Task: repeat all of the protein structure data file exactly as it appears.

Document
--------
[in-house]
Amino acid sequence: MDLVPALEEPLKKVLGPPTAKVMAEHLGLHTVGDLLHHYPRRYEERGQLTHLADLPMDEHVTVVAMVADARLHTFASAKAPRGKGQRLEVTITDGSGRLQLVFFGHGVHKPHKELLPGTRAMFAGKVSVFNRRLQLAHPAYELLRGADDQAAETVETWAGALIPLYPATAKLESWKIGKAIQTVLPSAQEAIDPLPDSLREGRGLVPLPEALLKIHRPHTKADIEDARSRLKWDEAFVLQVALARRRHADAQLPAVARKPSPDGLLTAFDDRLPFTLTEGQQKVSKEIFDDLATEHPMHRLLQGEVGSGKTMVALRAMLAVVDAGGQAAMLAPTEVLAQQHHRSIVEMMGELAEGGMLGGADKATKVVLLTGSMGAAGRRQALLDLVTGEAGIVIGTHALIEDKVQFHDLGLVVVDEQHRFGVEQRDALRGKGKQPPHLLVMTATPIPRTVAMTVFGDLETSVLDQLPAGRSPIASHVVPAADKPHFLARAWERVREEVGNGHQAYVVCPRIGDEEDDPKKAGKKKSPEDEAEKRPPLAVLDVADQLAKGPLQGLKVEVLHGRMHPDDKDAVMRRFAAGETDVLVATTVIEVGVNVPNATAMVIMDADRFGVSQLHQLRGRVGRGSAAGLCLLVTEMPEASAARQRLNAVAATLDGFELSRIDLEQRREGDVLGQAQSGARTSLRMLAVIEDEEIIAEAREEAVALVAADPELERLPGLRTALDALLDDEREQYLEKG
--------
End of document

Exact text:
[in-house]
Amino acid sequence: MDLVPALEEPLKKVLGPPTAKVMAEHLGLHTVGDLLHHYPRRYEERGQLTHLADLPMDEHVTVVAMVADARLHTFASAKAPRGKGQRLEVTITDGSGRLQLVFFGHGVHKPHKELLPGTRAMFAGKVSVFNRRLQLAHPAYELLRGADDQAAETVETWAGALIPLYPATAKLESWKIGKAIQTVLPSAQEAIDPLPDSLREGRGLVPLPEALLKIHRPHTKADIEDARSRLKWDEAFVLQVALARRRHADAQLPAVARKPSPDGLLTAFDDRLPFTLTEGQQKVSKEIFDDLATEHPMHRLLQGEVGSGKTMVALRAMLAVVDAGGQAAMLAPTEVLAQQHHRSIVEMMGELAEGGMLGGADKATKVVLLTGSMGAAGRRQALLDLVTGEAGIVIGTHALIEDKVQFHDLGLVVVDEQHRFGVEQRDALRGKGKQPPHLLVMTATPIPRTVAMTVFGDLETSVLDQLPAGRSPIASHVVPAADKPHFLARAWERVREEVGNGHQAYVVCPRIGDEEDDPKKAGKKKSPEDEAEKRPPLAVLDVADQLAKGPLQGLKVEVLHGRMHPDDKDAVMRRFAAGETDVLVATTVIEVGVNVPNATAMVIMDADRFGVSQLHQLRGRVGRGSAAGLCLLVTEMPEASAARQRLNAVAATLDGFELSRIDLEQRREGDVLGQAQSGARTSLRMLAVIEDEEIIAEAREEAVALVAADPELERLPGLRTALDALLDDEREQYLEKG